Businessman had access to witness' police statement in money-laundering case, court hears
Business partner of defendant in money-laundering case knew details of information given by Italian journalist to police, court hears
An intriguing international money-laundering trial took another dramatic turn yesterday after it was revealed that the defendant's business partner had access to a key witness' police statement.
The revelation came as the defence questioned the personal habits of prosecution witness Antonio Papaleo and disputed suggestions he had been hired to launder dirty money.
Papaleo, 43, an Italian journalist, told the District Court he was "totally shocked" after a number of people contacted him last year inquiring about the case.
He said they had been approached by Austrian national Jozef Drlicka, who quoted the witness' official statement given to Hong Kong police.
"I was totally shocked and immediately referred the issues … to Hong Kong police," said Papaleo, who has been hiding in Europe since last summer.
The court then heard that Drlicka would be arrested if he came to the city to offer evidence.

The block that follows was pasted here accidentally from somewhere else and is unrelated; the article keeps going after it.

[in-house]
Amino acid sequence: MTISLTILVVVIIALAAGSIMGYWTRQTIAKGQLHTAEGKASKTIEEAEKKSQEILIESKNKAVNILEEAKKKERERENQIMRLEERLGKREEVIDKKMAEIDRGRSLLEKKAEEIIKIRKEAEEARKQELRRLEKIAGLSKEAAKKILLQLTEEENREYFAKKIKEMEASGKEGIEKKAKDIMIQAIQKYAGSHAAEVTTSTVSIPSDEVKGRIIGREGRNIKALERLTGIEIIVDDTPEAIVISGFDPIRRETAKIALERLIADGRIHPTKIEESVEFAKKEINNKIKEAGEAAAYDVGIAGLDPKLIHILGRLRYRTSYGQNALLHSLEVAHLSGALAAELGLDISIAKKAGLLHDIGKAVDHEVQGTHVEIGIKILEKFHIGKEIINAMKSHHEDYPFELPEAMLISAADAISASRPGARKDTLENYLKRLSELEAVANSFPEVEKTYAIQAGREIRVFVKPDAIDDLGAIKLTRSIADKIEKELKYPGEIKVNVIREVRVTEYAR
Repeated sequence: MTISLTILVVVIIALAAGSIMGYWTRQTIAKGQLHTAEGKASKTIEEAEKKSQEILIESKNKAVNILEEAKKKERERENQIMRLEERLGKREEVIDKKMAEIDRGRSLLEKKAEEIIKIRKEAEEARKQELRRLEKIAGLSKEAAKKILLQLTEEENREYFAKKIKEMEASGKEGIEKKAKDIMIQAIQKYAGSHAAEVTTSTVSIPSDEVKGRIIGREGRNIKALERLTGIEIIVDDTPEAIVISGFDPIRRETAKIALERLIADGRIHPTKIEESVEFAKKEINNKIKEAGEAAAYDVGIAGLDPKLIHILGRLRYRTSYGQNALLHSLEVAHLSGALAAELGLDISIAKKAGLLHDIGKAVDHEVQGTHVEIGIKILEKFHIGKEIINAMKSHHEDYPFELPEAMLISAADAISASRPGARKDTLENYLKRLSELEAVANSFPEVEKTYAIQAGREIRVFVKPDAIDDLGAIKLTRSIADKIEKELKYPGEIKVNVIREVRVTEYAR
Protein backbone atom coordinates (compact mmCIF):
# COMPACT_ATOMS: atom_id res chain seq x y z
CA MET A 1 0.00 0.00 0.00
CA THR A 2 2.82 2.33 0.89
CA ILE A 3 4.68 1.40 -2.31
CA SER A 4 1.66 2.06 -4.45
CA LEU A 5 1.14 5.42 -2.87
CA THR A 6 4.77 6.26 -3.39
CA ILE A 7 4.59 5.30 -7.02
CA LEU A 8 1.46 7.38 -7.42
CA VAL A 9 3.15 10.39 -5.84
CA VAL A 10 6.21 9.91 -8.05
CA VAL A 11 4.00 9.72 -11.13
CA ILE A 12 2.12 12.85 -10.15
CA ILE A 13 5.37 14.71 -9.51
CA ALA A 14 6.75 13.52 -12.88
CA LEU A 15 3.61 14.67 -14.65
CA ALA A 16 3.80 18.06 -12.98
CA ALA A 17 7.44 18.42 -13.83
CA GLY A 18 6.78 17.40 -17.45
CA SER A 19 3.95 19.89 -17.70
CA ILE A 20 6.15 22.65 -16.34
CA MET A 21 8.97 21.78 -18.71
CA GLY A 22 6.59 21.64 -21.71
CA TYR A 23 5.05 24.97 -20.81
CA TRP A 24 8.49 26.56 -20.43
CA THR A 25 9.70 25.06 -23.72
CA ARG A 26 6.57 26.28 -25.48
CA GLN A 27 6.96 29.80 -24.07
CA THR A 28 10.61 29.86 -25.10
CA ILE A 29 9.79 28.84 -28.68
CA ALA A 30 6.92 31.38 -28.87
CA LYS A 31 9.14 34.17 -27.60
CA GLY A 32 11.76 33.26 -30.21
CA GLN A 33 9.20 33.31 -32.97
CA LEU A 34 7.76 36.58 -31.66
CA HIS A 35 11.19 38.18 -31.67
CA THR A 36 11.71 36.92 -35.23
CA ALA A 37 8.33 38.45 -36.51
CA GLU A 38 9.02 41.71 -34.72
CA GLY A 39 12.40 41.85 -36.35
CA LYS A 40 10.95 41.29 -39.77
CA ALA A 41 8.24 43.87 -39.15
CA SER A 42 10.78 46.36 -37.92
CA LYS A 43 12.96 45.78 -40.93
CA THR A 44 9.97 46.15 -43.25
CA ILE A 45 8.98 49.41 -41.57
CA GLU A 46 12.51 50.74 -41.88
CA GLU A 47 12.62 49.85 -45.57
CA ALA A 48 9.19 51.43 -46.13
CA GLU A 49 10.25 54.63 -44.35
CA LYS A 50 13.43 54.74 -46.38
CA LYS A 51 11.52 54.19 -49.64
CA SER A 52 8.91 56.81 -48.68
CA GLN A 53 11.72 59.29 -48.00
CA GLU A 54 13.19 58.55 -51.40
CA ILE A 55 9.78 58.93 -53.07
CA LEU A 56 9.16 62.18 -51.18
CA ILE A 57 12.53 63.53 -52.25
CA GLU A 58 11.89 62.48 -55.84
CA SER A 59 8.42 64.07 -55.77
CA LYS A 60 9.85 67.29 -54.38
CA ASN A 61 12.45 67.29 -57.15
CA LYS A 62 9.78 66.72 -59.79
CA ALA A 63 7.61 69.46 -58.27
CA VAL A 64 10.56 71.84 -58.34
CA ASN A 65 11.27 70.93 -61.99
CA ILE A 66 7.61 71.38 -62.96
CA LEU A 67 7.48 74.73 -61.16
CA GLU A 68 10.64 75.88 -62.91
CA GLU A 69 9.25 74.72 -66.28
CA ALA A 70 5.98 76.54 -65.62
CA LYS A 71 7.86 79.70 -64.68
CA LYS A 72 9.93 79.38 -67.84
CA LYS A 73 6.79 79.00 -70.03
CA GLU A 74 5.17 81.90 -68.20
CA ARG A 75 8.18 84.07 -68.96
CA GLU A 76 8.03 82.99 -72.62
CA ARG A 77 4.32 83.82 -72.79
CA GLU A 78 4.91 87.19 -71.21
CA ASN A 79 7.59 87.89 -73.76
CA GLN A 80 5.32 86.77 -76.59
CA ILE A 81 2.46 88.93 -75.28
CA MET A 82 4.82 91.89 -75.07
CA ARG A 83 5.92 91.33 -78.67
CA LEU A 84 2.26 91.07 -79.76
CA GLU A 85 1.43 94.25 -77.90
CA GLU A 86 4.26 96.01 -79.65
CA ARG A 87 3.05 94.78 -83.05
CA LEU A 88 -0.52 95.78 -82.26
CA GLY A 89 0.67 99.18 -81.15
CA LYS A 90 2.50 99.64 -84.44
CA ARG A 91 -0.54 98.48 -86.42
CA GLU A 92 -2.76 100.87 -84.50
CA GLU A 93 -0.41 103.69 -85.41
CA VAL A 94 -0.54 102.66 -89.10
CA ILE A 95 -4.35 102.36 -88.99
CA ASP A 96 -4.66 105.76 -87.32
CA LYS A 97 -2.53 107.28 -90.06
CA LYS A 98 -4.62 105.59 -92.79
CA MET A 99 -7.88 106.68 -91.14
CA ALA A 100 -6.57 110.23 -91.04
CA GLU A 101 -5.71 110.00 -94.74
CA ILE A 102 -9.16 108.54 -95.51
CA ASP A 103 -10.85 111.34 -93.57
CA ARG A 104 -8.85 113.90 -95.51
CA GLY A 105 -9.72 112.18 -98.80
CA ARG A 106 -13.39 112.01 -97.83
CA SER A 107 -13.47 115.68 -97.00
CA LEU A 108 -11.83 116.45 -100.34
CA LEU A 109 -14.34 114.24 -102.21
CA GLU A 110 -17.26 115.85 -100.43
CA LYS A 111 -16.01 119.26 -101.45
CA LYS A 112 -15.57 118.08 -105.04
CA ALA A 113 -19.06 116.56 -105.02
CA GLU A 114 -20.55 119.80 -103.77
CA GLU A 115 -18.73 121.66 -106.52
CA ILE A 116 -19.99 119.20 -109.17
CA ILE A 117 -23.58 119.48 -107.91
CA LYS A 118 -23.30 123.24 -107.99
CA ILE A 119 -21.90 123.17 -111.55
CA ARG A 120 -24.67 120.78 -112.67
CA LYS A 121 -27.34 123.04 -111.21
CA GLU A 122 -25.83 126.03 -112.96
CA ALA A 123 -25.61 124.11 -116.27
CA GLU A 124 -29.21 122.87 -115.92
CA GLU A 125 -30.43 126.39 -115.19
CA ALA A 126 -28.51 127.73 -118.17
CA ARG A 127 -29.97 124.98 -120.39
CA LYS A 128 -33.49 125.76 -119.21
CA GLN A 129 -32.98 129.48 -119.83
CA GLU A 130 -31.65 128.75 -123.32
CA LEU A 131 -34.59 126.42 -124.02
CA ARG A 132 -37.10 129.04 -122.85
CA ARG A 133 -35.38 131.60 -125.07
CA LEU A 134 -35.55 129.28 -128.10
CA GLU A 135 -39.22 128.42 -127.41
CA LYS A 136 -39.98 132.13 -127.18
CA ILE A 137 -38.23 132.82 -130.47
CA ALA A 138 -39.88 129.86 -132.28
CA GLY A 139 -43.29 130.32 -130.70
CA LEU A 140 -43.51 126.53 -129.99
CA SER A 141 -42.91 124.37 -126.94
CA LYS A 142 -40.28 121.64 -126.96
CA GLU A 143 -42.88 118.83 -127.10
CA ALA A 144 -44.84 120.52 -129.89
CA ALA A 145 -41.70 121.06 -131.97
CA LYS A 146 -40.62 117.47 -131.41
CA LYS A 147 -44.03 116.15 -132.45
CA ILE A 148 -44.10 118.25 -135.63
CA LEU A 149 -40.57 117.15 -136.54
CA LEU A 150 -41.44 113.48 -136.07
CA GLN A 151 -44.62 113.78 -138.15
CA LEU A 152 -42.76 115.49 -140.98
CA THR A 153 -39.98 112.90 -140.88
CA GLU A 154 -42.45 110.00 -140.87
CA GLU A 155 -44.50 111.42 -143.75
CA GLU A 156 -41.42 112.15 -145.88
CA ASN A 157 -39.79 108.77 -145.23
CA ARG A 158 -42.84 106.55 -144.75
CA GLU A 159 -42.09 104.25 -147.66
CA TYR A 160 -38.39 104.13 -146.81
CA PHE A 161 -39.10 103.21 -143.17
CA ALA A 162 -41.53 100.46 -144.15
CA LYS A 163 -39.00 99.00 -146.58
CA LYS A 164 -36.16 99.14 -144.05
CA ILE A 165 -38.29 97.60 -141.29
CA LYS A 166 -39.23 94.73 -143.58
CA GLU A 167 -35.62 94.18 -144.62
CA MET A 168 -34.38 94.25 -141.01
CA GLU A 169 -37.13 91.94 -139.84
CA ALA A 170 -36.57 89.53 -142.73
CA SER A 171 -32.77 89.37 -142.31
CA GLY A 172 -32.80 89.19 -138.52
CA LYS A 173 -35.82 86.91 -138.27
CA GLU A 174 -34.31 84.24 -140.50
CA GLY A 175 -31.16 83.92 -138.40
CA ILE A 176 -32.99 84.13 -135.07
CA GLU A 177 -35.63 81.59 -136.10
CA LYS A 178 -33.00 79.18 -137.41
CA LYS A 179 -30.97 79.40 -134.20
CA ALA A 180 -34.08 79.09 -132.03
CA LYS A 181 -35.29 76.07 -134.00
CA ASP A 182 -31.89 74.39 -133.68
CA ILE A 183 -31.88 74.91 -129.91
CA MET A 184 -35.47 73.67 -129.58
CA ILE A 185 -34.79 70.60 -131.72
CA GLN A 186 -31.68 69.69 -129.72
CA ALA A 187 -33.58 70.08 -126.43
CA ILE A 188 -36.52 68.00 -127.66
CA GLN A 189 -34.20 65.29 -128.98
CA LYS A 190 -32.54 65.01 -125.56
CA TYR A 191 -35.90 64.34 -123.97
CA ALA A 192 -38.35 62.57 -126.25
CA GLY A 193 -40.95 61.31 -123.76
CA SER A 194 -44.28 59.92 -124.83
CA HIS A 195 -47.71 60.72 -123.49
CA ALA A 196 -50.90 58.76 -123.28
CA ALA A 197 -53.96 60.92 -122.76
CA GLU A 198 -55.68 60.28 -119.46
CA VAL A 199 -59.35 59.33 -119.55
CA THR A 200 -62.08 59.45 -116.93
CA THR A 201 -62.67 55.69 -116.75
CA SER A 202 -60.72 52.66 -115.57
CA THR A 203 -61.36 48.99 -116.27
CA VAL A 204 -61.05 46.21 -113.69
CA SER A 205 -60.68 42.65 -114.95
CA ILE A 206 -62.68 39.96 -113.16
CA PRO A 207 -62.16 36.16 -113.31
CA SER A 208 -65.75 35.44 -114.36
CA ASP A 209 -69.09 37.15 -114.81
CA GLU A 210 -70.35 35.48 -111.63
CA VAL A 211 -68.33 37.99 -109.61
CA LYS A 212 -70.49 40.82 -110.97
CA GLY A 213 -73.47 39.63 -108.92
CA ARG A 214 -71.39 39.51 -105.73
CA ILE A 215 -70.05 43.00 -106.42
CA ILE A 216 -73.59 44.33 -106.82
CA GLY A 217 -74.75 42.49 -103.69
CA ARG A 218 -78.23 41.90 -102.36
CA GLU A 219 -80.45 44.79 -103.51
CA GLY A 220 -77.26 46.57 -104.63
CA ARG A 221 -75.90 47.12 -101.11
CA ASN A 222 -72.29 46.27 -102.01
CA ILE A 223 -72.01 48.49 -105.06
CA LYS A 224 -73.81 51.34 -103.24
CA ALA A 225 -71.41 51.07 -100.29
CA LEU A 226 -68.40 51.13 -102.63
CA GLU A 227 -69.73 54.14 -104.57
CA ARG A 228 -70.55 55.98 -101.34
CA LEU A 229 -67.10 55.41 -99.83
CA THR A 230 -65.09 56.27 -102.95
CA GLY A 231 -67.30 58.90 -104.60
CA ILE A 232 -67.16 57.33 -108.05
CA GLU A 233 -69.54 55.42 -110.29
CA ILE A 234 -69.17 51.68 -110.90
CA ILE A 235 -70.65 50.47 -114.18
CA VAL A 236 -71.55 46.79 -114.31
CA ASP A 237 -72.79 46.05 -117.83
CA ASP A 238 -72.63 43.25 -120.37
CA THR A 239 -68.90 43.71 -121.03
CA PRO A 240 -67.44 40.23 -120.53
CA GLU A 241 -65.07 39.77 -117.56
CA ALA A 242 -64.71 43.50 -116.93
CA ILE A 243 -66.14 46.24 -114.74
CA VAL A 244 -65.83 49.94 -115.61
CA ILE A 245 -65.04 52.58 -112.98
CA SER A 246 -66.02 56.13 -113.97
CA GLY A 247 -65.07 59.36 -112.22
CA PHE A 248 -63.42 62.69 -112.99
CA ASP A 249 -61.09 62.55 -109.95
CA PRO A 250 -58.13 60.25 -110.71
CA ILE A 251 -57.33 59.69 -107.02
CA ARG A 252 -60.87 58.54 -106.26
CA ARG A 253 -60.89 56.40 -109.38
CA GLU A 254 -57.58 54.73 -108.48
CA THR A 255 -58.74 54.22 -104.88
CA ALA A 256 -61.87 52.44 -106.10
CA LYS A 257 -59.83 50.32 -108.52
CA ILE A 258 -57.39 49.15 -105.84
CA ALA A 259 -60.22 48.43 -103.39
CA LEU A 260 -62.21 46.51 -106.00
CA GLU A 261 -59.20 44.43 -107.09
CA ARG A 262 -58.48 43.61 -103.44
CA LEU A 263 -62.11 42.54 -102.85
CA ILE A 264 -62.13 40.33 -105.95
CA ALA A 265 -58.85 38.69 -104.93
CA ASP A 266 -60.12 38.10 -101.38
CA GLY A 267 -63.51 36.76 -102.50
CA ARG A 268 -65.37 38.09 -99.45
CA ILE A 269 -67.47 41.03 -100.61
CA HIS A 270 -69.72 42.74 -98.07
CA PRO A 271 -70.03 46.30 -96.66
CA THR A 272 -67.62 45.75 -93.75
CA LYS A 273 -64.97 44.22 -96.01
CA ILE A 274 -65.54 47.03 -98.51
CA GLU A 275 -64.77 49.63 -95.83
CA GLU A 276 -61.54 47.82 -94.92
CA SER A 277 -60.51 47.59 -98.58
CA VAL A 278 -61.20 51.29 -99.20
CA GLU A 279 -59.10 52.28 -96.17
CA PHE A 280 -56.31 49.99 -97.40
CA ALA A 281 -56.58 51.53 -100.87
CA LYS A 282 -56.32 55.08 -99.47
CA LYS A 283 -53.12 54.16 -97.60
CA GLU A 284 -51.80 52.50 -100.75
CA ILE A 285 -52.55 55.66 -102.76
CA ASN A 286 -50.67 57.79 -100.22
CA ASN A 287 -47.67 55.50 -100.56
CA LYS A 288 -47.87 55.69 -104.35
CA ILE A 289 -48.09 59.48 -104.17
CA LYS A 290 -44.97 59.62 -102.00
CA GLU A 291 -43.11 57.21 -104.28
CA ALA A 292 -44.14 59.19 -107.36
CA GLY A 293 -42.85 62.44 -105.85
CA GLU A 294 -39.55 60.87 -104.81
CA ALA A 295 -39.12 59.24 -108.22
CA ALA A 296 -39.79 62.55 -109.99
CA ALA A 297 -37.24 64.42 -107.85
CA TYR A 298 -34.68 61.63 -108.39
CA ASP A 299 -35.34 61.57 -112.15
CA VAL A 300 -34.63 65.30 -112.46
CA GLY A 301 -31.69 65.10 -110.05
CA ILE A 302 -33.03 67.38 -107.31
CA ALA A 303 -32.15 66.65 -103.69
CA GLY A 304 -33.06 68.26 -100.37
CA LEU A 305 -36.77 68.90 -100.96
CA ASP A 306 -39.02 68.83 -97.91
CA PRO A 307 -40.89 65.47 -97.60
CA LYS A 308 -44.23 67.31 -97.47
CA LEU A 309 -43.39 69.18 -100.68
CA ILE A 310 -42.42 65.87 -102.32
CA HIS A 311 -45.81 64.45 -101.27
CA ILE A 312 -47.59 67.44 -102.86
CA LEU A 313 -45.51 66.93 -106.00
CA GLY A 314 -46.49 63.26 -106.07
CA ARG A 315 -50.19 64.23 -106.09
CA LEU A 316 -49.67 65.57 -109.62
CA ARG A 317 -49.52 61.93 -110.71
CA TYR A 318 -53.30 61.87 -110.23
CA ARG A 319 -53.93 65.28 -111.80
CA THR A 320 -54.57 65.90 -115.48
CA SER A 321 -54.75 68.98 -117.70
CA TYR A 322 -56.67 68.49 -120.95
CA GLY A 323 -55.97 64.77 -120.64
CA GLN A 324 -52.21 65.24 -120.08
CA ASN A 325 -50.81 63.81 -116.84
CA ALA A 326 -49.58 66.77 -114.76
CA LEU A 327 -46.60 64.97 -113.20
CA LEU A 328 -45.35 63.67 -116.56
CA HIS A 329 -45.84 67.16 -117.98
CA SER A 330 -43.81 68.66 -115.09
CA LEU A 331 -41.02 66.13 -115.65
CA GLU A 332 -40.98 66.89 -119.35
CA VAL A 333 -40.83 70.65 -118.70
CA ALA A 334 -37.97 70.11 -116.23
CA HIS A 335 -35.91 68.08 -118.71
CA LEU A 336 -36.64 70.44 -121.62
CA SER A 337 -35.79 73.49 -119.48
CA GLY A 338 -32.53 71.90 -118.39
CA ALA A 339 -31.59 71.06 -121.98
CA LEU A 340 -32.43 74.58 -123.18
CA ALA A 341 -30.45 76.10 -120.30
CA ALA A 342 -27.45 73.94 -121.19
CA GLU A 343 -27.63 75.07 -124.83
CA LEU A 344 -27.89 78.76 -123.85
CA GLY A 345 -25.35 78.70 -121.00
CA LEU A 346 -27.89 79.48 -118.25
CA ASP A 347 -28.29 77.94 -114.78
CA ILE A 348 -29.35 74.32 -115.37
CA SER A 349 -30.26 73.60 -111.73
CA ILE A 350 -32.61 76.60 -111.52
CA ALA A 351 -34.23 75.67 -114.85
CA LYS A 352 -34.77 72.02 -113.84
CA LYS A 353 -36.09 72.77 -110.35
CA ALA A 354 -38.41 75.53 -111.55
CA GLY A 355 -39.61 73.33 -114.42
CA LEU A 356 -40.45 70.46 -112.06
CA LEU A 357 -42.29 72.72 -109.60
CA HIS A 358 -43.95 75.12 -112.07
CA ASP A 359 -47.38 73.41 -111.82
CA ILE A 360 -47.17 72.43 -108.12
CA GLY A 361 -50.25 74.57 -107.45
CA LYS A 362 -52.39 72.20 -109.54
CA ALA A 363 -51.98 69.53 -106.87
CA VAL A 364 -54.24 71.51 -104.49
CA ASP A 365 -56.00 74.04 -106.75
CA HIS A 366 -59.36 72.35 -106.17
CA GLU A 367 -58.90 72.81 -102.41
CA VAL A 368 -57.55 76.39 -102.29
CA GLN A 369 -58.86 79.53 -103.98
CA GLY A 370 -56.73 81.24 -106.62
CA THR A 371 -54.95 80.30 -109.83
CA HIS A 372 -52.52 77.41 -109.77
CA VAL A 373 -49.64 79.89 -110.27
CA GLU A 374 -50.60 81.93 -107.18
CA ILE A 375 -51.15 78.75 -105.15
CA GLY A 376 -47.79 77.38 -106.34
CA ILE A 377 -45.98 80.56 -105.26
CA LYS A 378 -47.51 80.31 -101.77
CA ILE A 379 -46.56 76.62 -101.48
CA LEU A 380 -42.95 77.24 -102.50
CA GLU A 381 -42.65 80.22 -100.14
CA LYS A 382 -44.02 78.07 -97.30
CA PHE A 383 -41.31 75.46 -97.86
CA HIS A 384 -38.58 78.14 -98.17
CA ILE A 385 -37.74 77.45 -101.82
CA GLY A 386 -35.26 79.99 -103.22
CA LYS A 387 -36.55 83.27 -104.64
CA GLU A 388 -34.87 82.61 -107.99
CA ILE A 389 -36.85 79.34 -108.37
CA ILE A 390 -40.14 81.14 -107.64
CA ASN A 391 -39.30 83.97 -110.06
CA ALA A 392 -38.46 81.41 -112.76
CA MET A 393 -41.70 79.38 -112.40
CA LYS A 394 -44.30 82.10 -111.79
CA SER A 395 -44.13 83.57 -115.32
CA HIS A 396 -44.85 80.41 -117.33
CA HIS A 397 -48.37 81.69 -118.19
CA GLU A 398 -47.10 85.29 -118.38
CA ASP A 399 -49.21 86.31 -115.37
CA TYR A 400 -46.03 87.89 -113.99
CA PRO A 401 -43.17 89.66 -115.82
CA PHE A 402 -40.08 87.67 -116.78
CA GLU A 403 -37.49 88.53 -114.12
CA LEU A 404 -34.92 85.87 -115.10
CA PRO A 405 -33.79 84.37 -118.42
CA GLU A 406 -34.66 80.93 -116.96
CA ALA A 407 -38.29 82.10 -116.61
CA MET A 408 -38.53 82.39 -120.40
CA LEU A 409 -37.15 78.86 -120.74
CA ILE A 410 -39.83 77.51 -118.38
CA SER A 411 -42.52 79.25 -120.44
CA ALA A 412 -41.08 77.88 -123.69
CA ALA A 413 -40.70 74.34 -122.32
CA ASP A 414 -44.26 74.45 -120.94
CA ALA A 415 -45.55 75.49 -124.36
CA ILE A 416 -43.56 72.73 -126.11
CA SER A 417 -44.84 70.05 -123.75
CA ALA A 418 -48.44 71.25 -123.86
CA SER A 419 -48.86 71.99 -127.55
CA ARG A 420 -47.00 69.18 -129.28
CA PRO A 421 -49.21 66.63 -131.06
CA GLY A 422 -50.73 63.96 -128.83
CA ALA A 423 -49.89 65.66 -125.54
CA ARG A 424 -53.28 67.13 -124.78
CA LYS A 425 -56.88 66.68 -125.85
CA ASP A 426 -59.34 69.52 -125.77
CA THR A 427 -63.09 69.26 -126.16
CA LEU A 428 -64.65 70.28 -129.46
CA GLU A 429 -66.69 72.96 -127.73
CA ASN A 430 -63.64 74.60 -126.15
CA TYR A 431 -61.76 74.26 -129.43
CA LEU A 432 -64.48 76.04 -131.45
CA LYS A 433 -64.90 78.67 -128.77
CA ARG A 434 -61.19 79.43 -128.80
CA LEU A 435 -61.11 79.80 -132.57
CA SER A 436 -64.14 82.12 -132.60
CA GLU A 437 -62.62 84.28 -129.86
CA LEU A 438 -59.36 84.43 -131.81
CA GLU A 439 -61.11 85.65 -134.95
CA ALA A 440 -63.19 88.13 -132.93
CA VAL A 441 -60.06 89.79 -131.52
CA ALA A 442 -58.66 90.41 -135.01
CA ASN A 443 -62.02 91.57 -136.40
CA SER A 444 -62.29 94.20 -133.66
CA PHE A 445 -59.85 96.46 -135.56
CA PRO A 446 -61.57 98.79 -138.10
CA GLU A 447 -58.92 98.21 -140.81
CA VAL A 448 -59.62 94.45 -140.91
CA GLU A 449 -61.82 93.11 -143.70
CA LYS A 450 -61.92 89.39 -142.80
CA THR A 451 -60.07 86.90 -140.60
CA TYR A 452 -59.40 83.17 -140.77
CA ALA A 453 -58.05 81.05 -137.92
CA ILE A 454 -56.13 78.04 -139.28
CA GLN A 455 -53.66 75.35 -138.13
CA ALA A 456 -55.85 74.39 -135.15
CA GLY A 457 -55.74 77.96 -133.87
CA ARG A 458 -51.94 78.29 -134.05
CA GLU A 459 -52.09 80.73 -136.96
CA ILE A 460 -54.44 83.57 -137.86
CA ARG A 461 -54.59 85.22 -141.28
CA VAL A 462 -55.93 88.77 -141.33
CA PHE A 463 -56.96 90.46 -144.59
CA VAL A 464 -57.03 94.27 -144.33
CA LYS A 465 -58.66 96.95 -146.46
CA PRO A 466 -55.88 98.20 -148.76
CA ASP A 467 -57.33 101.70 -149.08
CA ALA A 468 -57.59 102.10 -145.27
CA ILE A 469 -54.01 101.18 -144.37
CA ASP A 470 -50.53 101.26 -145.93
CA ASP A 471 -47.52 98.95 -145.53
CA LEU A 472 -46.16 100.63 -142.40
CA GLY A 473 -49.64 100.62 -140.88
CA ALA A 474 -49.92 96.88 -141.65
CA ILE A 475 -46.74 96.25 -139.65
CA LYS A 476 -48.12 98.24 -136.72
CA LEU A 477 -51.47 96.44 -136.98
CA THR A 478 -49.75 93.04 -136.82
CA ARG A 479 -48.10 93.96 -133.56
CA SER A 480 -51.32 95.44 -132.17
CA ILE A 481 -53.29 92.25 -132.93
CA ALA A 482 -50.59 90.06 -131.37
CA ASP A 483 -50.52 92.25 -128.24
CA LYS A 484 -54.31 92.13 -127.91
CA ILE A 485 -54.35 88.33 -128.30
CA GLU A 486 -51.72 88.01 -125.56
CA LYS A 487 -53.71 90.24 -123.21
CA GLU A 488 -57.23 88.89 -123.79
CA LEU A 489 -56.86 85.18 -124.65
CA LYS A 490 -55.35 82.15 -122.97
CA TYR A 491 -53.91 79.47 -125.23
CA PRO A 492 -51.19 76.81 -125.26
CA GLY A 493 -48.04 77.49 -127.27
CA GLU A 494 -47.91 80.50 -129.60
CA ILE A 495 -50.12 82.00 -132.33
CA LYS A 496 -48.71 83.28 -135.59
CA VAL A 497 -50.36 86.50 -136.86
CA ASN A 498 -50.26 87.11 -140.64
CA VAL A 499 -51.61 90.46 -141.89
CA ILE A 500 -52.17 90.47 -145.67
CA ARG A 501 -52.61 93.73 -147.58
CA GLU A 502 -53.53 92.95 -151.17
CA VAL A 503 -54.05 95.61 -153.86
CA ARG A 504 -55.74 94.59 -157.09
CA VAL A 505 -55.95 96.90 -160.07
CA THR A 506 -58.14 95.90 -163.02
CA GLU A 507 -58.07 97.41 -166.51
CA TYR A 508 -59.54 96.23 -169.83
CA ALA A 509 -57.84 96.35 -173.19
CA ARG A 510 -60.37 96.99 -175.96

Last week, Papaleo told the court how he mounted an undercover sting operation to expose suspected financial crimes by defendant Juraj Jariabka.
He said the Slovak national had hired him to come to Hong Kong to set up front companies and bank accounts to launder the proceeds of crime.
Hong Kong police arrested Jariabka last June using video evidence Papaleo had recorded with a hidden camera.
Jariabka has pleaded not guilty to one count of incitement to deal with property known or believed to represent proceeds of an indictable offence.
Footage played in court appeared to show Jariabka and Drlicka convincing an undercover Papaleo to take up the job for €5,000 (HK$52,880) payment.
But defence counsel Philip Ross asked if Papaleo's remarks on the operation's "illegality" were true.
"I put to you the defendant never encouraged you to launder money," Ross told Papaleo, eliciting sharp disagreement from the witness.
On the stand, Papaleo also denied being an alcoholic and a drug addict, dismissing a suggestion that he could not remember the details of a meeting because he had been under the influence of marijuana.
As part of his undercover stint, Papaleo had adopted the guise of an alcoholic, drug-addled junkie known as Tony Corleone - a moniker borrowed from gangster film The Godfather. The case continues tomorrow.